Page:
Published: 25th March 2020
Psychologists to study mental health and social impacts of COVID-19
The psychologists also hope to understand how these changes are related to appropriate changes in health-related behaviour
Psychologists have launched a study of the mental health and social impacts of the COVID-19 pandemic, an effort that may shed more light on how the spread of the disease affects people's behaviour.
Researchers, led by Professor Richard Bentall at the University of Sheffield, are surveying 2,000 people in the UK, and again in a month's time, and hope that their findings will help inform the better management of future public health crises, the University said in a release.
They aim to measure impacts of the epidemic on people's mental health, their attitudes towards others, and their political views, and understand how these change as the epidemic progresses through the population.
The psychologists also hope to understand how these changes are related to appropriate changes in health-related behaviour.
They seek to understand how these impacts are related to exposure to infected people, and beliefs about the virus and the epidemic.
The scientists said they will also look at how these impacts are explained by psychological factors which may make some people cope better with the epidemic than others.
In the study, the researchers will ask a representative group of UK residents about their COVID-19 health related behaviours such as social distancing, use of masks, and handwashing, their statement said.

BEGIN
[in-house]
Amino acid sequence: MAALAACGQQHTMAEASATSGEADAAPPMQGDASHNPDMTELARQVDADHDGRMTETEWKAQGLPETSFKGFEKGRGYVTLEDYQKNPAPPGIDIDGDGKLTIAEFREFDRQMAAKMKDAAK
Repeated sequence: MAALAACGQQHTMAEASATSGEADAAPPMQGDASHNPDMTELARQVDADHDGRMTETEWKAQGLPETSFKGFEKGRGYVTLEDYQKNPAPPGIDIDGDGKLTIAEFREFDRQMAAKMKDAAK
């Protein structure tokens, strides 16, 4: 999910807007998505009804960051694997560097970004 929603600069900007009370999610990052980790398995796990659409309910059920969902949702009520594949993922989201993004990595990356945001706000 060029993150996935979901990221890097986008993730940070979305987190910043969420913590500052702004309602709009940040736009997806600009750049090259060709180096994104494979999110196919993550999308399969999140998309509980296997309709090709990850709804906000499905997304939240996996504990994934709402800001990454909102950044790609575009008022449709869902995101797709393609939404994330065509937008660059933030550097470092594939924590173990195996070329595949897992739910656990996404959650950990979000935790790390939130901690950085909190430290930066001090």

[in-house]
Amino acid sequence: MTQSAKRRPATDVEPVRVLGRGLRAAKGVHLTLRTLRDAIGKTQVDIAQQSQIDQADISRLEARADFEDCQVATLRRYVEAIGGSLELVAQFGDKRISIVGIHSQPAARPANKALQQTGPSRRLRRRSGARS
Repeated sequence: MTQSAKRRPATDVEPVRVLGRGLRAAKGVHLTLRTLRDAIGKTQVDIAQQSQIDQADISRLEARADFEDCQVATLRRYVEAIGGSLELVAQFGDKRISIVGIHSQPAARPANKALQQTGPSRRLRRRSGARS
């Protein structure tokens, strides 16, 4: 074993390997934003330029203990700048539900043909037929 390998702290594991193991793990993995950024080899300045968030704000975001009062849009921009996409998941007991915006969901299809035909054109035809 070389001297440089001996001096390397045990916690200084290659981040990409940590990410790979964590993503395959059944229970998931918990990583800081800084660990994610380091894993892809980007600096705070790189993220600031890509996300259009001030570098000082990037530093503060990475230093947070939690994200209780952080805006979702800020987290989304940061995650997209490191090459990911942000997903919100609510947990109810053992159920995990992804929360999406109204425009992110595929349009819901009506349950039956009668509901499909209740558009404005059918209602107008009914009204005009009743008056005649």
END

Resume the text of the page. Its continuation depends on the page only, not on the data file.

Based on these inputs, the psychologists plan to measure the extent to which people are enacting these protective behaviours.
According to the scientists, there has been very little research on the psychological impacts of viral epidemics.
However, they said the limited available data suggest that such epidemics may have severe social and psychological effects, and quarantining people may affect their mental health.
The psychologists hypothesise that exposure to COVID-19 events, such as exposure to infected people, will cause an increase in depression, anxiety, death anxiety and paranoia.
They also expect reductions in people's sense of trust and control over their own lives.
This is one of the first studies of the 'psychology of epidemics' during perhaps one of the biggest existential threats the world has faced this century," said Jilly Gibson-Miller, one of the psychologists part of the study from the University of Sheffield.
The scientists said the study may improve people's understanding, in great depth, the psychological impact of the pandemic and how this changes as the disease spreads.
"As a Health Psychologist, I'm particularly interested in the extent to which people are carrying out protective behaviours, such as hand-washing and social distancing, and whether they feel they have sufficient motivation, opportunity and capability to do so, Gibson-Miller said.